More likely, though, he's been saved by his special status.
Jobs is Michael Jordan in the 1990s, Citigroup in the 1980s, Walter Cronkite in the 1960s.
After accounting for forfeitures, Apple was forced to recognize stock-based compensation expense of $105 million on a pretax basis that it hadn't done so previously.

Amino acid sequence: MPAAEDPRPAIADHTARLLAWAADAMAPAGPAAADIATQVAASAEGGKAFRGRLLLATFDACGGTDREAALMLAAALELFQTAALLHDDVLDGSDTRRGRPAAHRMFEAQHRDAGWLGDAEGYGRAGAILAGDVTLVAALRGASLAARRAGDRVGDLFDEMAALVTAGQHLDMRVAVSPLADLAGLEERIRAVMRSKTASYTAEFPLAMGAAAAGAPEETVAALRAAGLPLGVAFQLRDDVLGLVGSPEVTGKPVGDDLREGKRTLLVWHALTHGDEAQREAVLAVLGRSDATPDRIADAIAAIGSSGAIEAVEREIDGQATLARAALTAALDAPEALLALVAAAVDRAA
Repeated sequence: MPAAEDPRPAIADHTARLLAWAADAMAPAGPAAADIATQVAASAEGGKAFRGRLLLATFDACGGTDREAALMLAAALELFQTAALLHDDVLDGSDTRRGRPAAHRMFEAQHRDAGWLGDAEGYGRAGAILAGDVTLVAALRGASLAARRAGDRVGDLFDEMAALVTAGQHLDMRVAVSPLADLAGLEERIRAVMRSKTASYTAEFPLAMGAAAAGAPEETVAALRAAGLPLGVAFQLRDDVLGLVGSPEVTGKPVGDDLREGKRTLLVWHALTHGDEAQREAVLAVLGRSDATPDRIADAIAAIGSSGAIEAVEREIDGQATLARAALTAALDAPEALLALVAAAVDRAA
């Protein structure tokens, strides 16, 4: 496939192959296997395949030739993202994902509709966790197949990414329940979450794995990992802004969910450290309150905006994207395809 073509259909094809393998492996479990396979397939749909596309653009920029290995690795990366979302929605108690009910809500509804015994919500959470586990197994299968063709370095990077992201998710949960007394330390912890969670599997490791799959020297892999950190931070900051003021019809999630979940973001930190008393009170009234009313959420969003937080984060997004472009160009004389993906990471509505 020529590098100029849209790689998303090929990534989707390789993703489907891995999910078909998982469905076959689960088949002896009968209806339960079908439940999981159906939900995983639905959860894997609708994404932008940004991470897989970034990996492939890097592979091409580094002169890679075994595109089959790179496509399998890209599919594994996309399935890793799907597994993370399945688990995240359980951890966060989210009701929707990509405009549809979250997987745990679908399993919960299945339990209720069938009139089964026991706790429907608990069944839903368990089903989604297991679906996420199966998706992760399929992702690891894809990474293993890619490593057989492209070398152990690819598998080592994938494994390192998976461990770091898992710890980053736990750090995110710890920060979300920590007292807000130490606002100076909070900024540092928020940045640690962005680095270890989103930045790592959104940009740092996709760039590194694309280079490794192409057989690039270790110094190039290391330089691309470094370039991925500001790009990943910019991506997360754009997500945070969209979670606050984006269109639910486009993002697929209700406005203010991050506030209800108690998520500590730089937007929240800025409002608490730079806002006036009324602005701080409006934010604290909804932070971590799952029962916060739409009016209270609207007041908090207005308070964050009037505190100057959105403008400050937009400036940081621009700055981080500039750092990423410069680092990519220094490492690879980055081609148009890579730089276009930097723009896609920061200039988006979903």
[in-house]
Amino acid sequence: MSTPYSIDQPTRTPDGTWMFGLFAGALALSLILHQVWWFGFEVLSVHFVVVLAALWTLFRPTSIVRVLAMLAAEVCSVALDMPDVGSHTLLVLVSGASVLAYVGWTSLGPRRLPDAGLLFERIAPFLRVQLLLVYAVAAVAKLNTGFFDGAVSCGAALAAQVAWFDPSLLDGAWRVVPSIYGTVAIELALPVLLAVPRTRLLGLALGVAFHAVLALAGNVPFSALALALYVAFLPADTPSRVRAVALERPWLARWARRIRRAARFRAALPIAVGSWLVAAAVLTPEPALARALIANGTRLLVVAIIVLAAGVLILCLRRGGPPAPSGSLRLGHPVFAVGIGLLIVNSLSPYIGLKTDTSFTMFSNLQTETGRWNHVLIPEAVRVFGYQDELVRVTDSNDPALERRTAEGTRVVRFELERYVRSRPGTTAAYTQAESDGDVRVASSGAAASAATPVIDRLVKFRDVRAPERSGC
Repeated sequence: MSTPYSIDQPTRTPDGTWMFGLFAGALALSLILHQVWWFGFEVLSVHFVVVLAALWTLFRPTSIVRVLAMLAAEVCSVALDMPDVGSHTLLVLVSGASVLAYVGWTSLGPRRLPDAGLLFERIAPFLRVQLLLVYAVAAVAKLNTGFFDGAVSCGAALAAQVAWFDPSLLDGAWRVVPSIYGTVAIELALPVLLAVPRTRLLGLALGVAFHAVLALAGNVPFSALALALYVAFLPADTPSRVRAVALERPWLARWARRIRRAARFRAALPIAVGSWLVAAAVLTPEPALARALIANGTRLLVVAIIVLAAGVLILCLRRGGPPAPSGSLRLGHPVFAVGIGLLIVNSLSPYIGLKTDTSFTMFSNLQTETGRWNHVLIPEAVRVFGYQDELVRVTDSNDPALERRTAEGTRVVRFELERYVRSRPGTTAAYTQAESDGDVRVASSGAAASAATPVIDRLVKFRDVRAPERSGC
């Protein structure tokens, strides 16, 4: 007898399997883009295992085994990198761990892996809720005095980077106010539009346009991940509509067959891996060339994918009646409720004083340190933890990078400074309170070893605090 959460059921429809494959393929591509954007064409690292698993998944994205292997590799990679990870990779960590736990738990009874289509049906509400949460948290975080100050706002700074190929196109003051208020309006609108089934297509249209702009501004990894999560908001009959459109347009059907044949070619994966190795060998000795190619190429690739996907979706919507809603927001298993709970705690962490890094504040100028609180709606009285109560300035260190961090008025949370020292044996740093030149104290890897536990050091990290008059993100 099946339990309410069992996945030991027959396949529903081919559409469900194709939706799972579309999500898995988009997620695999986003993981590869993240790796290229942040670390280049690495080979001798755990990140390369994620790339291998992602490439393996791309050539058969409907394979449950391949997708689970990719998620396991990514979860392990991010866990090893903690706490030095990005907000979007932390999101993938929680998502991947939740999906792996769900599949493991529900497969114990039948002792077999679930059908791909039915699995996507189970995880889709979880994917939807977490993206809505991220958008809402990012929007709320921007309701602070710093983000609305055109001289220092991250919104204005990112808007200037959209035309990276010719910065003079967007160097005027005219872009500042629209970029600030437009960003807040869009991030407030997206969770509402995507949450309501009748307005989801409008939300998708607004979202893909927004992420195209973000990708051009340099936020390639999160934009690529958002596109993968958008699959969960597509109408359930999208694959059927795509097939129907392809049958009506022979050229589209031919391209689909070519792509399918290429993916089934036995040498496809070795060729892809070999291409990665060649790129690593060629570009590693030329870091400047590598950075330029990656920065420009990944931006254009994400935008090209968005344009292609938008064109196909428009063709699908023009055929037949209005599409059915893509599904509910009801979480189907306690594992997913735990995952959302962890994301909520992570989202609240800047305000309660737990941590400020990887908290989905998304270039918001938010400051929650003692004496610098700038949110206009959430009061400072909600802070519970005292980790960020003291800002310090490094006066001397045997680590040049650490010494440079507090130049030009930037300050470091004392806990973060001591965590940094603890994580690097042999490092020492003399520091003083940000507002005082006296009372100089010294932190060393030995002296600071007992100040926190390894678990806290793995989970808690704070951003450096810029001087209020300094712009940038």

Apple has essentially blamed former chief financial officer Fred Anderson and former general counsel and board secretary Nancy Heinen, both of whom are no longer with the company.
As Jack Shafer noted in 2005, even the press loves Jobs.